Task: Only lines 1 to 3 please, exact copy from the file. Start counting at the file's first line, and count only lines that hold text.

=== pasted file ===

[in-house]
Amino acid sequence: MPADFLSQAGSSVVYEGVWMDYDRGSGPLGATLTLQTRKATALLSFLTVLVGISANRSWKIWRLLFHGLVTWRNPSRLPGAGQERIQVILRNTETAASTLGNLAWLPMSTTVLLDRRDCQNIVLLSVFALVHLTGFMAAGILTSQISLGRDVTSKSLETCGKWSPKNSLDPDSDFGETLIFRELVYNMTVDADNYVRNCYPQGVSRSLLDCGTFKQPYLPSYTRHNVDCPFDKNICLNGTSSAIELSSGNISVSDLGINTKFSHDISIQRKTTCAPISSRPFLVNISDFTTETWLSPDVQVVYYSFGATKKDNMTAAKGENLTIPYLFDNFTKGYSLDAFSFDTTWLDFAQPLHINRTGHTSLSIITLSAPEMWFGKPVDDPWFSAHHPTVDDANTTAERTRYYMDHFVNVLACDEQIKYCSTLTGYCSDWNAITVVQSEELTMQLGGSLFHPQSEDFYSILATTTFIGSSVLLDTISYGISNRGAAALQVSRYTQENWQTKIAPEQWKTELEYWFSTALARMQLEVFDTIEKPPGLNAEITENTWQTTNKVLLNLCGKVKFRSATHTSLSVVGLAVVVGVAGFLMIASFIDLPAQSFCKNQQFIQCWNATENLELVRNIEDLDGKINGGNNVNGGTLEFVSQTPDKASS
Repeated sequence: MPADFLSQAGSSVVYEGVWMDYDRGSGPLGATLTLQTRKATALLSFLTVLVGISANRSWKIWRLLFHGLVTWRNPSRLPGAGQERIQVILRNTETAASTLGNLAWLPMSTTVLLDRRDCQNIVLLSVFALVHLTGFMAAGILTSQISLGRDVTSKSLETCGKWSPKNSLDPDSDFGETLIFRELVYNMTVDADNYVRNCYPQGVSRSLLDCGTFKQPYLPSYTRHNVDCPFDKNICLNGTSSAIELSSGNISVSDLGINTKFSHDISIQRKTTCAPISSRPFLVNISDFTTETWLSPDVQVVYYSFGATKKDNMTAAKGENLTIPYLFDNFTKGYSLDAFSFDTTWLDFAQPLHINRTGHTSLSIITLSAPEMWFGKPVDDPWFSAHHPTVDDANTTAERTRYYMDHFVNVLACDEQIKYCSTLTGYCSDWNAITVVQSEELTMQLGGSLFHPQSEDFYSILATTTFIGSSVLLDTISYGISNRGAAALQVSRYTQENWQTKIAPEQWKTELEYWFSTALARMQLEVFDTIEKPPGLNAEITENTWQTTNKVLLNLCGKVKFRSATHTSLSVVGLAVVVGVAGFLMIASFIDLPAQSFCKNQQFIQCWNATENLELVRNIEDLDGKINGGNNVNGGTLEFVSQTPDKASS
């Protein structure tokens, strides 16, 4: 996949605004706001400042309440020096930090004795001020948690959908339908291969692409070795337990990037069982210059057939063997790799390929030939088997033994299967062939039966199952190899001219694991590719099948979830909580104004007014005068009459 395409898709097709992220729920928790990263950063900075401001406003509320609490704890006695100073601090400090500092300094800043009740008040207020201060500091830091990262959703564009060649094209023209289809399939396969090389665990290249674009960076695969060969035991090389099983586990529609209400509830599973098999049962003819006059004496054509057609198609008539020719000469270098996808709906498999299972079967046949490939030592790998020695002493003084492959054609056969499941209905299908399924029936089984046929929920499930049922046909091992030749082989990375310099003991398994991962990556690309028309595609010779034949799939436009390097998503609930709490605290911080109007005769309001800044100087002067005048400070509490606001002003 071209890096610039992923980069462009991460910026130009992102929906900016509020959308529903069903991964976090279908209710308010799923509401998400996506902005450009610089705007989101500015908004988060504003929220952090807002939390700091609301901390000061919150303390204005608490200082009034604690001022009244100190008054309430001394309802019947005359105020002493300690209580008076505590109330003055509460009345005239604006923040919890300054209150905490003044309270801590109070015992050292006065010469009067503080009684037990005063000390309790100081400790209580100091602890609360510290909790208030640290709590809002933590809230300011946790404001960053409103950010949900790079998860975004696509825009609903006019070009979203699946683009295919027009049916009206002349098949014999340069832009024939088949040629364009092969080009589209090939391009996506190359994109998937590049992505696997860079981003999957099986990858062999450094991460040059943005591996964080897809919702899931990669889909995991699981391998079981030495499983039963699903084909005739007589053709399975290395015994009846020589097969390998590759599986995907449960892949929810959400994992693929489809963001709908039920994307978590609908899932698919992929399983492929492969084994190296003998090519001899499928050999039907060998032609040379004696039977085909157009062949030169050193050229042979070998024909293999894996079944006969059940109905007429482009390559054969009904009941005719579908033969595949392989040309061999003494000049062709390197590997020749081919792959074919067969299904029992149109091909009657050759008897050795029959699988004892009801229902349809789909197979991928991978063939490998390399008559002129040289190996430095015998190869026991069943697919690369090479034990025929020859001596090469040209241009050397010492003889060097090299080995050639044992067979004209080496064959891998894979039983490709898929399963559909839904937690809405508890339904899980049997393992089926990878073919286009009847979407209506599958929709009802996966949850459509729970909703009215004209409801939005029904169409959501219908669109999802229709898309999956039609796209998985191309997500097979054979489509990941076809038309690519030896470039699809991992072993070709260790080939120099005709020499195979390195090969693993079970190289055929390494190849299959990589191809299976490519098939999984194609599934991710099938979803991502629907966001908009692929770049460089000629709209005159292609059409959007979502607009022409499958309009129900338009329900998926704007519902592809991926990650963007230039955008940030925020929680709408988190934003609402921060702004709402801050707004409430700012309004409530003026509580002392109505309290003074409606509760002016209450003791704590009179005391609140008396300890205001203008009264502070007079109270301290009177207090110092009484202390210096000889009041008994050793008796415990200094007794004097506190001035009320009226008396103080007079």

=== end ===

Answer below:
[in-house]
Amino acid sequence: MPADFLSQAGSSVVYEGVWMDYDRGSGPLGATLTLQTRKATALLSFLTVLVGISANRSWKIWRLLFHGLVTWRNPSRLPGAGQERIQVILRNTETAASTLGNLAWLPMSTTVLLDRRDCQNIVLLSVFALVHLTGFMAAGILTSQISLGRDVTSKSLETCGKWSPKNSLDPDSDFGETLIFRELVYNMTVDADNYVRNCYPQGVSRSLLDCGTFKQPYLPSYTRHNVDCPFDKNICLNGTSSAIELSSGNISVSDLGINTKFSHDISIQRKTTCAPISSRPFLVNISDFTTETWLSPDVQVVYYSFGATKKDNMTAAKGENLTIPYLFDNFTKGYSLDAFSFDTTWLDFAQPLHINRTGHTSLSIITLSAPEMWFGKPVDDPWFSAHHPTVDDANTTAERTRYYMDHFVNVLACDEQIKYCSTLTGYCSDWNAITVVQSEELTMQLGGSLFHPQSEDFYSILATTTFIGSSVLLDTISYGISNRGAAALQVSRYTQENWQTKIAPEQWKTELEYWFSTALARMQLEVFDTIEKPPGLNAEITENTWQTTNKVLLNLCGKVKFRSATHTSLSVVGLAVVVGVAGFLMIASFIDLPAQSFCKNQQFIQCWNATENLELVRNIEDLDGKINGGNNVNGGTLEFVSQTPDKASS
Repeated sequence: MPADFLSQAGSSVVYEGVWMDYDRGSGPLGATLTLQTRKATALLSFLTVLVGISANRSWKIWRLLFHGLVTWRNPSRLPGAGQERIQVILRNTETAASTLGNLAWLPMSTTVLLDRRDCQNIVLLSVFALVHLTGFMAAGILTSQISLGRDVTSKSLETCGKWSPKNSLDPDSDFGETLIFRELVYNMTVDADNYVRNCYPQGVSRSLLDCGTFKQPYLPSYTRHNVDCPFDKNICLNGTSSAIELSSGNISVSDLGINTKFSHDISIQRKTTCAPISSRPFLVNISDFTTETWLSPDVQVVYYSFGATKKDNMTAAKGENLTIPYLFDNFTKGYSLDAFSFDTTWLDFAQPLHINRTGHTSLSIITLSAPEMWFGKPVDDPWFSAHHPTVDDANTTAERTRYYMDHFVNVLACDEQIKYCSTLTGYCSDWNAITVVQSEELTMQLGGSLFHPQSEDFYSILATTTFIGSSVLLDTISYGISNRGAAALQVSRYTQENWQTKIAPEQWKTELEYWFSTALARMQLEVFDTIEKPPGLNAEITENTWQTTNKVLLNLCGKVKFRSATHTSLSVVGLAVVVGVAGFLMIASFIDLPAQSFCKNQQFIQCWNATENLELVRNIEDLDGKINGGNNVNGGTLEFVSQTPDKASS